- Rated: Not Rated
- Run Time: 1 hours, 7 minutes
- Video: Black & White
- Released: June 7, 2011
- Originally Released: 1947
- Label: Sony Pictures Home
- Encoding: Region 0 (Worldwide)
- Dolby Digital 2.0 Stereo - English
Performers, Cast and Crew:
Description by OLDIES.com:
Henpecked husband Milton Higby (John Beal) is a nice enough fellow, but he daydreams about his novelty inventions while at work, and never seems to get ahead. When his wife goes out of town, pal Larry (Jimmy Lloyd) seizes the chance to show Milton a good time, introducing him to the race track, and an attractive, appreciative Sally Guthrie (Helen Mowery). A few drinks too many one night, and poor Milton is in a spot... he wakes up in Sally's apartment to find her dead, and the neighbors are pounding on the door. Milton flees for the open road, and when he comes across a dead body, decides to steal the man's identity. Milton's wife and Larry are determined to prove Milton's innocence, but their continued investigations threaten his new life.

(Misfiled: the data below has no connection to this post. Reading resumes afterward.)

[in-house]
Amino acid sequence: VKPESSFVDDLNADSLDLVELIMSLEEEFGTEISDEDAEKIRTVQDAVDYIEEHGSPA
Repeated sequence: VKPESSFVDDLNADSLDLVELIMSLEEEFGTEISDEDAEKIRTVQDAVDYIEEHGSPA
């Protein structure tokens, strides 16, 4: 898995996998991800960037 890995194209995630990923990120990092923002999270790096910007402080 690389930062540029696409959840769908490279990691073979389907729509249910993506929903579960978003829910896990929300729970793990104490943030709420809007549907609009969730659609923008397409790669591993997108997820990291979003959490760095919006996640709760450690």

This relatively unknown noir film is the definition of a "B" picture, with little-known actors, and efficient (though somewhat absurd) plotting. The twists and turns are break-neck, and fans of the genre will delight in this strange and wonderful example of the post-war film style where fate and chance are in the driver's seat. Newly remastered.
With a little extra effort, Columbia's KEY WITNESS might have been a model B picture. John Beal plays inventor Milton Higby, whose treacherous ex-girlfriend is mysteriously murdered. As the number one suspect, Higby is in the doghouse witht he Law. Fortunately, it seems as though someone witnessed the crime; less fortunately, that someone has apparently disappeared from the face of the earth. Higby also tries to disappear by disguising himself as a bum, which only adds to his already mounting problems. So little critical attention was paid to Columbia's B product in the late 1940s that one reviewer labelled KEY WITNESS costar Trudy Marshall as a "newcomer", even though she'd been in pictures since 1942 (Marshall, incidentally, is the mother of 1970s star Deborah Raffin).
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